So it won’t surprise anybody to learn that I really, really don’t like Buzzfeed.
Sometimes, when I consider the Buzzfeed phenomenon, I think I’m living in some sort of fictional satirical world where Buzzfeed is a symbol of how far media can fall. It’s like living in a Douglas Copeland novel. Buzzfeed’s particular brand of lowest common denominator clickbait, their “14 Giraffes Who Totally Look Like Steve Buscemi,” their “25 Things Only People from [Insert Geographical Area Here] Understand,” their “Which of Fat Cat’s Minions from Chip’n’Dale’s Rescue Rangers Are You?” quizzes, their corpsefucking glurge, sitting side-by-side with their “branded content” like “12 Most Crunchtastic TV Moments Brought to You by Frito Lay,” subsidizing imperial stenographer Rosie Gray’s smears of Max Blumenthal (an actual journalist), powered by an aggregation model that comes pretty close to plagiarism even when it doesn’t devolve into the serial copy-and-pasting of Benny Johnson (thanks BlippoBoppo and CrushingBort), in an environment where they can memory hole 4,000 posts and think they don’t have to say anything in particular about it publicly, all lorded over by dumb-faced Ben Smith’s dumb face…. It’s bleak, man. I mean, I can see somebody getting a job offer from Buzzfeed and trying to rationalize it, telling themselves, “well, they’re not so bad….” Yes, they are. They are exactly that bad.
The thing is, I don’t know if there’s some more ethical path writers these days can walk and still end up being able to support themselves. It’s looking pretty grim out there for our professional online writers.
I’m someone who writes a lot of what I guess you would call media criticism. And that means that I’m frequently in the position of saying some not-very-nice things about people who write professionally online. But I criticize because I think that job is important; I happen to have some old-fashioned, corny ideas about the role that journalism and political commentary have to play in a democracy such as ours. We need professional writers– not just dedicated amateurs– to observe and comment on our society and our government, in order to ensure that both are functioning the way that they should, and to give our people information they need to make rational political choices. The problem is that the basic economics of that work have become so threatened that I don’t know what independent writers are supposed to do. I hate when talented people join up with outfits like Buzzfeed, which I think are genuinely making our country a stupider place. But I don’t see any clear path that people can take to preserve both their integrity and their ability to eat.
I could, if I was feeling masochistic, run down some of the publications that have recently shuttered or dramatically restructured in a way that has trimmed a lot of talented writers from their payrolls. Sports On Earth, for example, was a bright spot in the shouty, gimmicky world of online sports coverage, a place that provided steady work to talented writers like Tomas Rios and Jeb Lund, and which was willing to take a chance on genuinely unique work in a media world growing ever-more homogenous. Or look at the uncertain fate of The American Prospect, for decades an incubator of young liberal writing talent. TAP has prestige and it has a legacy, but you can’t pay the bills with either of those. NSFWCorp was always controversial, but everyone has to recognize that it was a bold attempt at producing real journalism with a new and unique funding model. But that model fell through. For awhile, there was a lot of hype about how hyper-local reporting would be the next wave in web publishing, but AOL’s massive Patch effort crashed and burned. Well, Patch is now a “new, nimble company,” and profitable– thanks in large measure to laying off 85% of its news staff. Even that mild success stems from putting a lot of people out of work.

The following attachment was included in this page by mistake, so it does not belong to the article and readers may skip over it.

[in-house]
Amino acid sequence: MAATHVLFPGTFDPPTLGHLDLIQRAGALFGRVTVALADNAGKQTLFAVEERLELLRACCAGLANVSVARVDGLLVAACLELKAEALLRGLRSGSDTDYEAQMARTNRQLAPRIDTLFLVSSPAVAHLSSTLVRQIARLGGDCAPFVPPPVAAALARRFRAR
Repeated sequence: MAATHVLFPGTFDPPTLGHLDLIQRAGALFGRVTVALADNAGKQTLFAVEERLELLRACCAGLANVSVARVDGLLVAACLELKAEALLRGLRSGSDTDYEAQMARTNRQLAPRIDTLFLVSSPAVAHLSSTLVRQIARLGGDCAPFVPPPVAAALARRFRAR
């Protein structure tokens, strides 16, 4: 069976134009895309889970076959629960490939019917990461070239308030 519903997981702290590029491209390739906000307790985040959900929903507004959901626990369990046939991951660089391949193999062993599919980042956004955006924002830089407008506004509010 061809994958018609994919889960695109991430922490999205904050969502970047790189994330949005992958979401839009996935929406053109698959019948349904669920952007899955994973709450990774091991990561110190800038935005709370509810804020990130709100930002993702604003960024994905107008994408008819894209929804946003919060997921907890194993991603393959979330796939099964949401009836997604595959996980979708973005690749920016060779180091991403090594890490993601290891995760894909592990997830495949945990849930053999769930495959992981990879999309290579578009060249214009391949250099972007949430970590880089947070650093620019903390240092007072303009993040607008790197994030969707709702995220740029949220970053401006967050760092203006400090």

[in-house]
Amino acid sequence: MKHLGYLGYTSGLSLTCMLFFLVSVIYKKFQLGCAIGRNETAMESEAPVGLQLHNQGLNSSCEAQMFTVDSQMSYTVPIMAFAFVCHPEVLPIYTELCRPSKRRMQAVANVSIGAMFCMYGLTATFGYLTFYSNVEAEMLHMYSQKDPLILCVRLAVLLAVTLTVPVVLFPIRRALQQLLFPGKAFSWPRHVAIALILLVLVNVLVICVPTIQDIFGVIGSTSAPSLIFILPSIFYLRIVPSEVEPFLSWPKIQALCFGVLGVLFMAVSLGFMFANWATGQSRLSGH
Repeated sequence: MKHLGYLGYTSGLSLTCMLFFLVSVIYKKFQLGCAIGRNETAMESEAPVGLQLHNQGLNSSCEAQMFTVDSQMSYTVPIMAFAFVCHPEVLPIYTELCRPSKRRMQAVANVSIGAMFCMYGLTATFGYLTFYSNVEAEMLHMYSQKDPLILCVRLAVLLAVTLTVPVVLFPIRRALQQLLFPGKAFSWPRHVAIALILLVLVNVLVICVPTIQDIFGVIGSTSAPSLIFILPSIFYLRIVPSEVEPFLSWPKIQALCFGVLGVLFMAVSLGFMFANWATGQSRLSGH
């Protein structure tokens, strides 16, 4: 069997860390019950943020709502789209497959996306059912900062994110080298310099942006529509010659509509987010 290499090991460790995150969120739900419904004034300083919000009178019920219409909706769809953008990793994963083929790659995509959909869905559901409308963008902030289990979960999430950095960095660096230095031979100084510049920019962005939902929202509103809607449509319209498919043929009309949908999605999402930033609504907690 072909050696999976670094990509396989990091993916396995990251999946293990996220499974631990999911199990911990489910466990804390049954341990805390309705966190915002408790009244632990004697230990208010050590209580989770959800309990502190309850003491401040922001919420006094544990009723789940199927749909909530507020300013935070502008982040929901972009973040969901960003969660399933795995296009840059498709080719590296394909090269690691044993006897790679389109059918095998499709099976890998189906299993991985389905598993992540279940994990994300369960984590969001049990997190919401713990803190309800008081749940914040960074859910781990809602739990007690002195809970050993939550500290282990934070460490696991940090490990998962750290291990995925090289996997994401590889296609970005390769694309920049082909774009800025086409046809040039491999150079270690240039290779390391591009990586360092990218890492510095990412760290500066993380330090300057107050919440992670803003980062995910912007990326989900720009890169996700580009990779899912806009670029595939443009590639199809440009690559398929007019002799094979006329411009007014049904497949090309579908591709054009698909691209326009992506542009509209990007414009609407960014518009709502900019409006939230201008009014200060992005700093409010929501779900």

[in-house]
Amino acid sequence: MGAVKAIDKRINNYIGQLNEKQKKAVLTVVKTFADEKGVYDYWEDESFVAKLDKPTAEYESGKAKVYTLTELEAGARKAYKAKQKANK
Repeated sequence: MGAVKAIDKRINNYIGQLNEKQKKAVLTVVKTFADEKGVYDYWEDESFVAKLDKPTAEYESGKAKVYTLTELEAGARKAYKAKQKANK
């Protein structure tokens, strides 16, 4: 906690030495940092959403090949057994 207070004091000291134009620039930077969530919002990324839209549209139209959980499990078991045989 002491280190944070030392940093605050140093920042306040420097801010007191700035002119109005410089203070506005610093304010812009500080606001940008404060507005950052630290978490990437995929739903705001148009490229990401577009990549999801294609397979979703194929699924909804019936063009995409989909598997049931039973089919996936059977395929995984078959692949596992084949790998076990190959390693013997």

There are way too many great writers– people like Lund and the brilliant and provocative Yasmin Nair and others– who don’t have a steady, secure gig that can keep them doing what they do best.
The basic economics of all of this are truly discouraging. Many people who are able to scratch out a living as professional writers have to do so with content mill writing, churning out four or five or six or more posts a day, sometimes for as little as $15 a post. Many have their pay tied to performance incentives, based on clicks, essentially mandating that people play the clickbait game if they want to pay the rent. The importance of Search Engine Optimization may be fading but the days of Please Facebook Favor My Post in Your Algorithm are in full bloom, and if anything that master is even less knowable than Google ever was. Freelancers might get $500 or $1000 for a strong, researched, reported story. That might sound like a lot, but when you’ve spot months conceiving, researching, reporting, and writing that piece, the math is dismal. Clearly, getting a job as an editor or staff writer at a deep-pocketed publication is best, and there’s no substitute for that kind of security. But I think people would be amazed at how little those positions sometimes pay, and they often require living in New York, DC, or Los Angeles, three ludicrously expensive places to live. I know people who work for well-known, national magazines, the kind of jobs thousands of young journos and writers want to work for, who still have to work on the side doing copy writing to make ends meet. And they’re the lucky ones.